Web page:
FIRST continues to grow, and continues to inspire.

Four Presidents of the United States, dozens of senators and congressmen, and scores of local officials and community leaders have recognized the transformative power of our program. FIRST Robotics Competition participants are three times as likely as their peers to study engineering in college. They are also more likely to secure internships, to pursue careers in technology, and, after being inspired not only by the wonders of science but by the commitment of our incredible Mentors and Volunteers, to volunteer in their communities.

Our female and minority participants, two groups largely underrepresented in the engineering profession, also demonstrate a strong desire to pursue math and science for their studies and careers. FIRST works, and in our modern world, with America slipping behind in the vital areas of science, technology, mathematics, and engineering, these results are more important than ever before.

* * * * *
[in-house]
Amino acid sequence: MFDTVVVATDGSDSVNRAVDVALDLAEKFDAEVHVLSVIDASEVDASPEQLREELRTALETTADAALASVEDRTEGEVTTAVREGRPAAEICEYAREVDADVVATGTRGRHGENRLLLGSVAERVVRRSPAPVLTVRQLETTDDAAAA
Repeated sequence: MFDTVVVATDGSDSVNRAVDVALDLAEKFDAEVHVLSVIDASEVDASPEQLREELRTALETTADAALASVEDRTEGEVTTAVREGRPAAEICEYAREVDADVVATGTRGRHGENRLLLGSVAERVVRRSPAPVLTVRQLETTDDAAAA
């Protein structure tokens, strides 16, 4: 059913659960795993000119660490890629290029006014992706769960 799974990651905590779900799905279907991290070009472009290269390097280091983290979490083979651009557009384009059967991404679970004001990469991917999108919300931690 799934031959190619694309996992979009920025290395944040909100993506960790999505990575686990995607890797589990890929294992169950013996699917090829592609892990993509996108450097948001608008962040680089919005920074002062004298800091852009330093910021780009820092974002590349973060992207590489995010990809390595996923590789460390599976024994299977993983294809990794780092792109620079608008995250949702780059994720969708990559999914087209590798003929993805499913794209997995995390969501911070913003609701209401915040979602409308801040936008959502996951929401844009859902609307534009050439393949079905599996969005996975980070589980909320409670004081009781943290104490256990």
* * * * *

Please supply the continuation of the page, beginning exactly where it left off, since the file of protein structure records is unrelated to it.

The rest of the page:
Despite the great advancements FIRST has made, and the countless lives it has transformed, much work needs to be done if our program is to be available to every student who wants to participate. The teachers who devote their time to FIRST should receive stipends for the time they devote to the program. The coaches of high school athletic teams receive compensation for their time; the coaches of a sport that strengthens and sharpens the most powerful muscle of all -- the human brain -- should be held in equal esteem.

As President Obama stated in his State of the Union, "We need to teach our kids that it's not just the winner of the Super Bowl who deserves to be celebrated, but the winner of the science fair; that success is not a function of fame or PR, but of hard work and discipline."